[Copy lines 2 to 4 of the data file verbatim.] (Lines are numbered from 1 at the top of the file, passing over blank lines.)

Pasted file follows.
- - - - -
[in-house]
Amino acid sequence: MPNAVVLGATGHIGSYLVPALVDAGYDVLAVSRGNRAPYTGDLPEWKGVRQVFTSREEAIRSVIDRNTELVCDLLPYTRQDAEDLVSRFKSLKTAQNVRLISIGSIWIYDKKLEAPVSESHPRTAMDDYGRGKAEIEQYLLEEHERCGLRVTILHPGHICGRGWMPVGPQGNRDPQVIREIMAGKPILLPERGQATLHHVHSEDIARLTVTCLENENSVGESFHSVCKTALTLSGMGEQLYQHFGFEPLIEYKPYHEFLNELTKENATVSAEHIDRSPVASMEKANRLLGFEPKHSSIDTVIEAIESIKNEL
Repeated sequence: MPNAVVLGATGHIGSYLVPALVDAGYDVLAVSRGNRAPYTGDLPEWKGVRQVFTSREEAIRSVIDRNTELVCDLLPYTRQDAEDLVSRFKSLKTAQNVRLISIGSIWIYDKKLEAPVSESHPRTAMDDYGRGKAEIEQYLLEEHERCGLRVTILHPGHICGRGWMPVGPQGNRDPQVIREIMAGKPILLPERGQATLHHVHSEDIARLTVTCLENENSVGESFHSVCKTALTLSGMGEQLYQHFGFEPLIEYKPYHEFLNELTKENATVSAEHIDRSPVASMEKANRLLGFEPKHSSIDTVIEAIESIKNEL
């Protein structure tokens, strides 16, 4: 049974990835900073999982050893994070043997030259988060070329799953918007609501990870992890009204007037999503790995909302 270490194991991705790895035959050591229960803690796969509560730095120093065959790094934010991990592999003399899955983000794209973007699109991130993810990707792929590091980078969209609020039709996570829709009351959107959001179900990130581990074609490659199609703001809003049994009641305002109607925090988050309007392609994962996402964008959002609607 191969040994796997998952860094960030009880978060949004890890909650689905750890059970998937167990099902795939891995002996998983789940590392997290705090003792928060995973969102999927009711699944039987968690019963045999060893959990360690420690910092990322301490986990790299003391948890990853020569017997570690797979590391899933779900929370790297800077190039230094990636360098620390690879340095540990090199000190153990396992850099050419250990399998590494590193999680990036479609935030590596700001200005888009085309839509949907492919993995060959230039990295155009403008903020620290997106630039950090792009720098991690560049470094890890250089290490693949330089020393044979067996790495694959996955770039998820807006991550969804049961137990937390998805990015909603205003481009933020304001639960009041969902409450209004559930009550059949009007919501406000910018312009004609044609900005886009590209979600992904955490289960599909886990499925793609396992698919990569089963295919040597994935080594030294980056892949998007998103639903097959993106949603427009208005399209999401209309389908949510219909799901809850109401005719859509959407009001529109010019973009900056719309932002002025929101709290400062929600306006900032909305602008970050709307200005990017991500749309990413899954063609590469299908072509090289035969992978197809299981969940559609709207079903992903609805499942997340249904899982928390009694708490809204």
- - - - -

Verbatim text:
Amino acid sequence: MPNAVVLGATGHIGSYLVPALVDAGYDVLAVSRGNRAPYTGDLPEWKGVRQVFTSREEAIRSVIDRNTELVCDLLPYTRQDAEDLVSRFKSLKTAQNVRLISIGSIWIYDKKLEAPVSESHPRTAMDDYGRGKAEIEQYLLEEHERCGLRVTILHPGHICGRGWMPVGPQGNRDPQVIREIMAGKPILLPERGQATLHHVHSEDIARLTVTCLENENSVGESFHSVCKTALTLSGMGEQLYQHFGFEPLIEYKPYHEFLNELTKENATVSAEHIDRSPVASMEKANRLLGFEPKHSSIDTVIEAIESIKNEL
Repeated sequence: MPNAVVLGATGHIGSYLVPALVDAGYDVLAVSRGNRAPYTGDLPEWKGVRQVFTSREEAIRSVIDRNTELVCDLLPYTRQDAEDLVSRFKSLKTAQNVRLISIGSIWIYDKKLEAPVSESHPRTAMDDYGRGKAEIEQYLLEEHERCGLRVTILHPGHICGRGWMPVGPQGNRDPQVIREIMAGKPILLPERGQATLHHVHSEDIARLTVTCLENENSVGESFHSVCKTALTLSGMGEQLYQHFGFEPLIEYKPYHEFLNELTKENATVSAEHIDRSPVASMEKANRLLGFEPKHSSIDTVIEAIESIKNEL
């Protein structure tokens, strides 16, 4: 049974990835900073999982050893994070043997030259988060070329799953918007609501990870992890009204007037999503790995909302 270490194991991705790895035959050591229960803690796969509560730095120093065959790094934010991990592999003399899955983000794209973007699109991130993810990707792929590091980078969209609020039709996570829709009351959107959001179900990130581990074609490659199609703001809003049994009641305002109607925090988050309007392609994962996402964008959002609607 191969040994796997998952860094960030009880978060949004890890909650689905750890059970998937167990099902795939891995002996998983789940590392997290705090003792928060995973969102999927009711699944039987968690019963045999060893959990360690420690910092990322301490986990790299003391948890990853020569017997570690797979590391899933779900929370790297800077190039230094990636360098620390690879340095540990090199000190153990396992850099050419250990399998590494590193999680990036479609935030590596700001200005888009085309839509949907492919993995060959230039990295155009403008903020620290997106630039950090792009720098991690560049470094890890250089290490693949330089020393044979067996790495694959996955770039998820807006991550969804049961137990937390998805990015909603205003481009933020304001639960009041969902409450209004559930009550059949009007919501406000910018312009004609044609900005886009590209979600992904955490289960599909886990499925793609396992698919990569089963295919040597994935080594030294980056892949998007998103639903097959993106949603427009208005399209999401209309389908949510219909799901809850109401005719859509959407009001529109010019973009900056719309932002002025929101709290400062929600306006900032909305602008970050709307200005990017991500749309990413899954063609590469299908072509090289035969992978197809299981969940559609709207079903992903609805499942997340249904899982928390009694708490809204």